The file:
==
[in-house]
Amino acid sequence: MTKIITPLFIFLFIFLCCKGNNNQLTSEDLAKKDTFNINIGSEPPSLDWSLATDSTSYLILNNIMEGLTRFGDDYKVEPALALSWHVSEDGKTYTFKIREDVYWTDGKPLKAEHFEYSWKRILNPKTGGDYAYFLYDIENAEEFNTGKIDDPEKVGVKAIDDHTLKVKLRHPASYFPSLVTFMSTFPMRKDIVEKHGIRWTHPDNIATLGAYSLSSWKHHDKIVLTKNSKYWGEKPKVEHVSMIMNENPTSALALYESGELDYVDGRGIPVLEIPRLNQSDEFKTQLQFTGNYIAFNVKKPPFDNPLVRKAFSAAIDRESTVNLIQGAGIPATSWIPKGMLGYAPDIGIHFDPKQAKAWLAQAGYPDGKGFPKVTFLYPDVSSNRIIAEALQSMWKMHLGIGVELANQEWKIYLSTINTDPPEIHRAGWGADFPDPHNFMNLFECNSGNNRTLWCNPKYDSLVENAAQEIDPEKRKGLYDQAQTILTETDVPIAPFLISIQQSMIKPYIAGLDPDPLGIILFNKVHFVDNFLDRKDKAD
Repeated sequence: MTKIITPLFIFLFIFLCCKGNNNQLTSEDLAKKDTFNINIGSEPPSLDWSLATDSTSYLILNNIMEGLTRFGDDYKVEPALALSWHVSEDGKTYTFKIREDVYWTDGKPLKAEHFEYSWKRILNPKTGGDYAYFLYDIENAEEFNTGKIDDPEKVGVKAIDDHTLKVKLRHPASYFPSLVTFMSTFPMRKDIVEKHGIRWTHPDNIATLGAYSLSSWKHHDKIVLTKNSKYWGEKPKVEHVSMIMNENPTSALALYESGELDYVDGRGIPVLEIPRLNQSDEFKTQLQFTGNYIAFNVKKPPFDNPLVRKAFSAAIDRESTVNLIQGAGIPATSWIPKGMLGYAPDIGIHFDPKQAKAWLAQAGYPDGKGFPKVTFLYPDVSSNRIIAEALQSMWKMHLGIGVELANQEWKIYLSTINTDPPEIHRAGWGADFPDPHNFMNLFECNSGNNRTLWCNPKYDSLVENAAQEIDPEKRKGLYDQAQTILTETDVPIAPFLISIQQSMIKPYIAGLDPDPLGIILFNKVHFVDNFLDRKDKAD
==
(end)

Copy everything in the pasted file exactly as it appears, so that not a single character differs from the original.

[in-house]
Amino acid sequence: MTKIITPLFIFLFIFLCCKGNNNQLTSEDLAKKDTFNINIGSEPPSLDWSLATDSTSYLILNNIMEGLTRFGDDYKVEPALALSWHVSEDGKTYTFKIREDVYWTDGKPLKAEHFEYSWKRILNPKTGGDYAYFLYDIENAEEFNTGKIDDPEKVGVKAIDDHTLKVKLRHPASYFPSLVTFMSTFPMRKDIVEKHGIRWTHPDNIATLGAYSLSSWKHHDKIVLTKNSKYWGEKPKVEHVSMIMNENPTSALALYESGELDYVDGRGIPVLEIPRLNQSDEFKTQLQFTGNYIAFNVKKPPFDNPLVRKAFSAAIDRESTVNLIQGAGIPATSWIPKGMLGYAPDIGIHFDPKQAKAWLAQAGYPDGKGFPKVTFLYPDVSSNRIIAEALQSMWKMHLGIGVELANQEWKIYLSTINTDPPEIHRAGWGADFPDPHNFMNLFECNSGNNRTLWCNPKYDSLVENAAQEIDPEKRKGLYDQAQTILTETDVPIAPFLISIQQSMIKPYIAGLDPDPLGIILFNKVHFVDNFLDRKDKAD
Repeated sequence: MTKIITPLFIFLFIFLCCKGNNNQLTSEDLAKKDTFNINIGSEPPSLDWSLATDSTSYLILNNIMEGLTRFGDDYKVEPALALSWHVSEDGKTYTFKIREDVYWTDGKPLKAEHFEYSWKRILNPKTGGDYAYFLYDIENAEEFNTGKIDDPEKVGVKAIDDHTLKVKLRHPASYFPSLVTFMSTFPMRKDIVEKHGIRWTHPDNIATLGAYSLSSWKHHDKIVLTKNSKYWGEKPKVEHVSMIMNENPTSALALYESGELDYVDGRGIPVLEIPRLNQSDEFKTQLQFTGNYIAFNVKKPPFDNPLVRKAFSAAIDRESTVNLIQGAGIPATSWIPKGMLGYAPDIGIHFDPKQAKAWLAQAGYPDGKGFPKVTFLYPDVSSNRIIAEALQSMWKMHLGIGVELANQEWKIYLSTINTDPPEIHRAGWGADFPDPHNFMNLFECNSGNNRTLWCNPKYDSLVENAAQEIDPEKRKGLYDQAQTILTETDVPIAPFLISIQQSMIKPYIAGLDPDPLGIILFNKVHFVDNFLDRKDKAD